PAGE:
norwegian-escape_i2894798.jpgYou know you’re in trouble when you are gearing up for your busiest selling time of the year and dreading it.

My fall and Christmas season are packed with events, mostly festivals, where I do a lot of my sales during the second half of the year. I was filling out applications and checks this morning and looking at my calendar with just about every Saturday and most Sundays filled up from September through Christmas. Rather than looking forward to the opportunity to get out and meet readers, refine my selling techniques, and make a living, I had a sense of dread.

That’s a warning sign to me that I’m starting to burn out. I need a break. It’s been a stressful summer because of things other than writing, but apparently, it’s taking a toll on my work life.

Luckily, we have a family cruise planned to the Caribbean. I love cruises and wish I could do more. I can see that I need this break, which is coming up next week. Of course, to get to that much-needed break, I have to pretty much double up on my workload this week.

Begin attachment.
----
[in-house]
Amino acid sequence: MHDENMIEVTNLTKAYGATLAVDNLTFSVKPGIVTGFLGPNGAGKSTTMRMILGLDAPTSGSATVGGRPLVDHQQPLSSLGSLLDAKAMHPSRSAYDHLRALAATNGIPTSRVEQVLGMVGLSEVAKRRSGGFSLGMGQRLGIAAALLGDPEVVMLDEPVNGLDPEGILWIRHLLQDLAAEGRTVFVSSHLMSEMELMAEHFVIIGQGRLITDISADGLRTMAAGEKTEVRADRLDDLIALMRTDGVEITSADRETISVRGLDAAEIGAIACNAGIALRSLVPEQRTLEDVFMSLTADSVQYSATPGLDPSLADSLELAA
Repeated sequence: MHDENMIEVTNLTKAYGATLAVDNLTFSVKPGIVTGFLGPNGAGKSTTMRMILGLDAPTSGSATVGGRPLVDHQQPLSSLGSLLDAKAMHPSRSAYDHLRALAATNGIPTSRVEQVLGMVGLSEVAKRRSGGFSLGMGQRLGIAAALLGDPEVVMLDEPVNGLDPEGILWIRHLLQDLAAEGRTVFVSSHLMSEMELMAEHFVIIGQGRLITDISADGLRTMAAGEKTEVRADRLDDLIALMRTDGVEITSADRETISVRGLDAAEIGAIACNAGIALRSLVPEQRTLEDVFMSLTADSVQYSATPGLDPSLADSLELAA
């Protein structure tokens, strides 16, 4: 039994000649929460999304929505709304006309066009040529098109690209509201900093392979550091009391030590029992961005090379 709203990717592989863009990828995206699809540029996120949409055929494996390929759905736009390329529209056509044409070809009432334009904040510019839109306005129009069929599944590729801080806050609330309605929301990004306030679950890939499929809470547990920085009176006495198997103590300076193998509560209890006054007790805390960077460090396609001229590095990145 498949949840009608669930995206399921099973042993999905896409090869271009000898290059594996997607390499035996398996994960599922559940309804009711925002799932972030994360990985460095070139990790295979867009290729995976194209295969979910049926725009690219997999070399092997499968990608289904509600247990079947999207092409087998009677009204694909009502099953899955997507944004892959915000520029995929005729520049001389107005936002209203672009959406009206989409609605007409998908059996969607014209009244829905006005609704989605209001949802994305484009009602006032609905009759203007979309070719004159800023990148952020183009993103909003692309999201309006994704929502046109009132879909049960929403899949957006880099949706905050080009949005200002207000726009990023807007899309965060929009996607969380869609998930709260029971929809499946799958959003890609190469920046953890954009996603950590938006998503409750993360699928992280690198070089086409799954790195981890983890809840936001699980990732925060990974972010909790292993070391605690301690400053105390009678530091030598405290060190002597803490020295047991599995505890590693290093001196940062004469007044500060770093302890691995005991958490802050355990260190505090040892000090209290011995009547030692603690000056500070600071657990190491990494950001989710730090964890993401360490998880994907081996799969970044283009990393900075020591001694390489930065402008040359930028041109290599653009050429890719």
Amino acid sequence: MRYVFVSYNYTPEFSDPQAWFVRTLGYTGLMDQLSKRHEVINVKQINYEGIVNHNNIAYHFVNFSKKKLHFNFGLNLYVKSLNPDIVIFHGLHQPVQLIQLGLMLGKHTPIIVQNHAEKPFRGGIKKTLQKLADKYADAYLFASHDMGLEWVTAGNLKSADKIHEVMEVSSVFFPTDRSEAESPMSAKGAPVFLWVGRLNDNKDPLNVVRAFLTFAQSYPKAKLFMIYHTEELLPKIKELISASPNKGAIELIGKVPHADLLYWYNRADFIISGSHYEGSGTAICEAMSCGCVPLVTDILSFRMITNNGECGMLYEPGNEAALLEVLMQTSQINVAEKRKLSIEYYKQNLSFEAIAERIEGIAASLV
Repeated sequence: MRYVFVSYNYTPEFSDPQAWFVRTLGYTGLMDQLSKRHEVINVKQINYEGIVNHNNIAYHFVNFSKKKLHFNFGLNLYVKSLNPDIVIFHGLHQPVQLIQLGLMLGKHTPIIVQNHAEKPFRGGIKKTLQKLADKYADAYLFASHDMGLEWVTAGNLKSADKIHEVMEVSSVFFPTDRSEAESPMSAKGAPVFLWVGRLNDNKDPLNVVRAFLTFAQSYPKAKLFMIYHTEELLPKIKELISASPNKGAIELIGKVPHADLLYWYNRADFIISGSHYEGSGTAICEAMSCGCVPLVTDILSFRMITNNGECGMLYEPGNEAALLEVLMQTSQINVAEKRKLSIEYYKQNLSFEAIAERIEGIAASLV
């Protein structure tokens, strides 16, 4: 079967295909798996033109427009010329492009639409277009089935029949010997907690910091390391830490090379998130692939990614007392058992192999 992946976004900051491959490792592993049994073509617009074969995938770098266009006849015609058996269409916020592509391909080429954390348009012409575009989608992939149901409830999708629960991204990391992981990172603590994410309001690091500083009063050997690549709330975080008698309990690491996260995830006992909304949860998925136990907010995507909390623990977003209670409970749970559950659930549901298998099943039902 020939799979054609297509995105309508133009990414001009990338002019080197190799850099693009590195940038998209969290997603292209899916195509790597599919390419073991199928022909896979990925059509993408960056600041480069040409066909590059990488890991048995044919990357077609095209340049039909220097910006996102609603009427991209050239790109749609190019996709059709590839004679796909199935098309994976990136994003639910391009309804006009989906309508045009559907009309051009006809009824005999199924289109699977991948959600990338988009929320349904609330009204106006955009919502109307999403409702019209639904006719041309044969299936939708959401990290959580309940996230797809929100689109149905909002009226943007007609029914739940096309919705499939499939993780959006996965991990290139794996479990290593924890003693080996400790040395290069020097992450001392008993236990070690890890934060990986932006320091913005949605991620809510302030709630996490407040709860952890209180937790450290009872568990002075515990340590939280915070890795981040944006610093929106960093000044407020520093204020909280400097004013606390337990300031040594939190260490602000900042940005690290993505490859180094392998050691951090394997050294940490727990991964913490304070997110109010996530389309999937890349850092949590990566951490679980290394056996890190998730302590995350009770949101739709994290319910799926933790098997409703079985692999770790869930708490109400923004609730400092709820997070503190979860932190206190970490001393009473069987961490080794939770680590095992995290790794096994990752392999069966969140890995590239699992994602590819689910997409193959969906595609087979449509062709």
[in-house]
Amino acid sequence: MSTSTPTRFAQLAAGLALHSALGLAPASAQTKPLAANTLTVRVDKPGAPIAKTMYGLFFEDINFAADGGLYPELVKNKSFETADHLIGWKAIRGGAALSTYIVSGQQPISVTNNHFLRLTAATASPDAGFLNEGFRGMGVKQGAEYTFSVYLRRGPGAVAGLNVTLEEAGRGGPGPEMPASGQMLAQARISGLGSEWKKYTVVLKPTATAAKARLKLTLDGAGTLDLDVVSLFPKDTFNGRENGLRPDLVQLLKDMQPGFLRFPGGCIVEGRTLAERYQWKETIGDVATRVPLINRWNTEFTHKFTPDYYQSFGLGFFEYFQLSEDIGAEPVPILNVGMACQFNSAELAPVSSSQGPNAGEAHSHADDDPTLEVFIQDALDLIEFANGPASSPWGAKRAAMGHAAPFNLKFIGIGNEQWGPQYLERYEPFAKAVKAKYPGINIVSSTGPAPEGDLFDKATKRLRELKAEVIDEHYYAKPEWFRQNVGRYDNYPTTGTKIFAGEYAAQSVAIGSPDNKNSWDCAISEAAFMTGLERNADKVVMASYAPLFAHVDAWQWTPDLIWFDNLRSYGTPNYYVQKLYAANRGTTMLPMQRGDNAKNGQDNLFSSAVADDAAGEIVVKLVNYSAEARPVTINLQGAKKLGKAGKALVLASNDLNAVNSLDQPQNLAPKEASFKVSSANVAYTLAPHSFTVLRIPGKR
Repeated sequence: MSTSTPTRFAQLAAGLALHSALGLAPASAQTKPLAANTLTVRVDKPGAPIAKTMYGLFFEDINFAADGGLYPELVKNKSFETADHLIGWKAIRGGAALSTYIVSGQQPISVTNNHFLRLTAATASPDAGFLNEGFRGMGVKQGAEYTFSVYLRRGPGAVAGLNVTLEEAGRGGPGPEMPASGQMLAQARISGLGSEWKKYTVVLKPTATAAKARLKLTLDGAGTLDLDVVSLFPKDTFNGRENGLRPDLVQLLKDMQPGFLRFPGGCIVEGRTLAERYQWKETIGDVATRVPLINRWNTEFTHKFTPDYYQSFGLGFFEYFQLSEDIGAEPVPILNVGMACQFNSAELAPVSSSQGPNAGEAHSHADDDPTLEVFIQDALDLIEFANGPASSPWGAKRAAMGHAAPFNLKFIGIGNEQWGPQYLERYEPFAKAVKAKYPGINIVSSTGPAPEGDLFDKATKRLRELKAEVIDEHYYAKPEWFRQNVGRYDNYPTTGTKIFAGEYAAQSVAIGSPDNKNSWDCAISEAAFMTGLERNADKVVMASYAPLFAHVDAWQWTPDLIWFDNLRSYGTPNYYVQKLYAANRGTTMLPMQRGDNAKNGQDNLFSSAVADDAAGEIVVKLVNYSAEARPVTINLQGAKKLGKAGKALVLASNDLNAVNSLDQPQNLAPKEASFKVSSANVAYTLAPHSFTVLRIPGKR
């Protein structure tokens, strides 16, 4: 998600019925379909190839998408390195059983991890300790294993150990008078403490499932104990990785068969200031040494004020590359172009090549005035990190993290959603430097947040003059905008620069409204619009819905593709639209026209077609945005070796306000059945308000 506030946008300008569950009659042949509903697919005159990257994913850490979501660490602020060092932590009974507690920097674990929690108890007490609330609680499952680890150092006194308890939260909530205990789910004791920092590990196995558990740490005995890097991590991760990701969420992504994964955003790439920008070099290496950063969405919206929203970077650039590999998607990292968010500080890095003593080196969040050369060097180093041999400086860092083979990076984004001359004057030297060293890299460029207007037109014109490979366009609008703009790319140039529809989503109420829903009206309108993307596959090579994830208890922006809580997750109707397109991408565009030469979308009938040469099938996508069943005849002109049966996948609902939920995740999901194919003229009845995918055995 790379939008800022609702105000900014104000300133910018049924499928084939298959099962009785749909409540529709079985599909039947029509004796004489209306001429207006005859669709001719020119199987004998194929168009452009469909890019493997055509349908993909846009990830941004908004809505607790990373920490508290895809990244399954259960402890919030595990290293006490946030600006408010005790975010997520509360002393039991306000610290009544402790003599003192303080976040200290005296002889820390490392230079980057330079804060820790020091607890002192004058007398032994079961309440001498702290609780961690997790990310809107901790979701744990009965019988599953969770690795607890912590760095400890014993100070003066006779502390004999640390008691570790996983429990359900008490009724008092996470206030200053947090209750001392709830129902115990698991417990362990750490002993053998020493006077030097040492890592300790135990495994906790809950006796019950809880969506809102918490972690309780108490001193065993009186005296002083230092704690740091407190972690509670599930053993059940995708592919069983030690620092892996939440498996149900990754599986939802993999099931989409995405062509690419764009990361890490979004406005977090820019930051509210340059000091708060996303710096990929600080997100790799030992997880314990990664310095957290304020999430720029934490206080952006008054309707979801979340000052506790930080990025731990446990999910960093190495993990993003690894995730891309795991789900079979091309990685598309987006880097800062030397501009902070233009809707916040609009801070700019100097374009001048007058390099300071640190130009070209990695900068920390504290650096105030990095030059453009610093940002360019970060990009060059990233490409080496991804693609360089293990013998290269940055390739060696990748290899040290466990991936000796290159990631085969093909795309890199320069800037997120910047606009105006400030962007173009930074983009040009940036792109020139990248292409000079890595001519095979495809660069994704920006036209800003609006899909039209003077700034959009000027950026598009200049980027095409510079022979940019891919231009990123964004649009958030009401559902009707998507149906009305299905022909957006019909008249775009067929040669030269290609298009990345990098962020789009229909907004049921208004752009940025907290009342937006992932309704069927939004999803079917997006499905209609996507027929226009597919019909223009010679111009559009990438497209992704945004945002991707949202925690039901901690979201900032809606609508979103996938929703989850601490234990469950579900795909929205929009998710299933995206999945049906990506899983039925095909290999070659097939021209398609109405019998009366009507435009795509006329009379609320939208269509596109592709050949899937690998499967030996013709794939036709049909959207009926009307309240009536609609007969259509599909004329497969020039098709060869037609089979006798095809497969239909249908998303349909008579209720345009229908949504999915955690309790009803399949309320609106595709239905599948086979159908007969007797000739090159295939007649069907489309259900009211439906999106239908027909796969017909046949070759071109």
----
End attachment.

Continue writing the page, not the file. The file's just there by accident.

That, combined with the burnout I’m already feeling, means I may not want to come back from the vacation.

Writers need vacations like everyone else. It gives us a chance to step away from work and deadlines and allow the creative subconscious to percolate with new ideas. If we’re lucky our choice of vacation will throw some new ingredients into the mix that our subconscious can work with. Years ago, when I returned from a vacation in the Netherlands, I wrote a creepy story set in a windmill that I still enjoy today.

So, the countdown to relaxation has begun, and if you don’t hear from me in two weeks, don’t come looking for me. It means that I’ve decided to live in the islands!

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